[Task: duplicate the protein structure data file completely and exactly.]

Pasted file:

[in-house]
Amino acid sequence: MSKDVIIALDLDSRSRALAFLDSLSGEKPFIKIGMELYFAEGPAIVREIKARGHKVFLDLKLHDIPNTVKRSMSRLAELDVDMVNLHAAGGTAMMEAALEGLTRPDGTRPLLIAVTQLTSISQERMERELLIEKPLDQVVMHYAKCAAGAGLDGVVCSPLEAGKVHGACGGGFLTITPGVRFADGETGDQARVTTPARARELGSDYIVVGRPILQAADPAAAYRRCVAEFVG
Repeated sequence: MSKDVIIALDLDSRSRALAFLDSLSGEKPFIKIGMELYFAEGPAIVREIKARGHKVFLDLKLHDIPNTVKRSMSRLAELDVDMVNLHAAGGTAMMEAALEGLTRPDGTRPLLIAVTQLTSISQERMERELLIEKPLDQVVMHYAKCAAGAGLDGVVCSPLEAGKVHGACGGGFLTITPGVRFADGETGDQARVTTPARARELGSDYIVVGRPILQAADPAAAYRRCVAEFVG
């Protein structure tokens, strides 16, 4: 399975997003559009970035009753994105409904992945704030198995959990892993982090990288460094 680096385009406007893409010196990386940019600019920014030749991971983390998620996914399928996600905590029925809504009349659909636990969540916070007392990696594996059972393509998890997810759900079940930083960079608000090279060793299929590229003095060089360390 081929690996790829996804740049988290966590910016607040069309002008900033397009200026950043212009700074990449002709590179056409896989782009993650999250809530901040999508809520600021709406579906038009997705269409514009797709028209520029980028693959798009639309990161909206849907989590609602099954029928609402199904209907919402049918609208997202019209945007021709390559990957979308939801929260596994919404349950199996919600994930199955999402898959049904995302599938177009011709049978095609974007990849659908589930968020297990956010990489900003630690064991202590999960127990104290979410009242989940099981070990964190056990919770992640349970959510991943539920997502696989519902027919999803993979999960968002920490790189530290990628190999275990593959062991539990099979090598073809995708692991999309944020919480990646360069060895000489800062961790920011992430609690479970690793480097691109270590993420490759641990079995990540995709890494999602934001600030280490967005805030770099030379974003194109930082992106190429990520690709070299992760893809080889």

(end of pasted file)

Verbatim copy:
[in-house]
Amino acid sequence: MSKDVIIALDLDSRSRALAFLDSLSGEKPFIKIGMELYFAEGPAIVREIKARGHKVFLDLKLHDIPNTVKRSMSRLAELDVDMVNLHAAGGTAMMEAALEGLTRPDGTRPLLIAVTQLTSISQERMERELLIEKPLDQVVMHYAKCAAGAGLDGVVCSPLEAGKVHGACGGGFLTITPGVRFADGETGDQARVTTPARARELGSDYIVVGRPILQAADPAAAYRRCVAEFVG
Repeated sequence: MSKDVIIALDLDSRSRALAFLDSLSGEKPFIKIGMELYFAEGPAIVREIKARGHKVFLDLKLHDIPNTVKRSMSRLAELDVDMVNLHAAGGTAMMEAALEGLTRPDGTRPLLIAVTQLTSISQERMERELLIEKPLDQVVMHYAKCAAGAGLDGVVCSPLEAGKVHGACGGGFLTITPGVRFADGETGDQARVTTPARARELGSDYIVVGRPILQAADPAAAYRRCVAEFVG
């Protein structure tokens, strides 16, 4: 399975997003559009970035009753994105409904992945704030198995959990892993982090990288460094 680096385009406007893409010196990386940019600019920014030749991971983390998620996914399928996600905590029925809504009349659909636990969540916070007392990696594996059972393509998890997810759900079940930083960079608000090279060793299929590229003095060089360390 081929690996790829996804740049988290966590910016607040069309002008900033397009200026950043212009700074990449002709590179056409896989782009993650999250809530901040999508809520600021709406579906038009997705269409514009797709028209520029980028693959798009639309990161909206849907989590609602099954029928609402199904209907919402049918609208997202019209945007021709390559990957979308939801929260596994919404349950199996919600994930199955999402898959049904995302599938177009011709049978095609974007990849659908589930968020297990956010990489900003630690064991202590999960127990104290979410009242989940099981070990964190056990919770992640349970959510991943539920997502696989519902027919999803993979999960968002920490790189530290990628190999275990593959062991539990099979090598073809995708692991999309944020919480990646360069060895000489800062961790920011992430609690479970690793480097691109270590993420490759641990079995990540995709890494999602934001600030280490967005805030770099030379974003194109930082992106190429990520690709070299992760893809080889």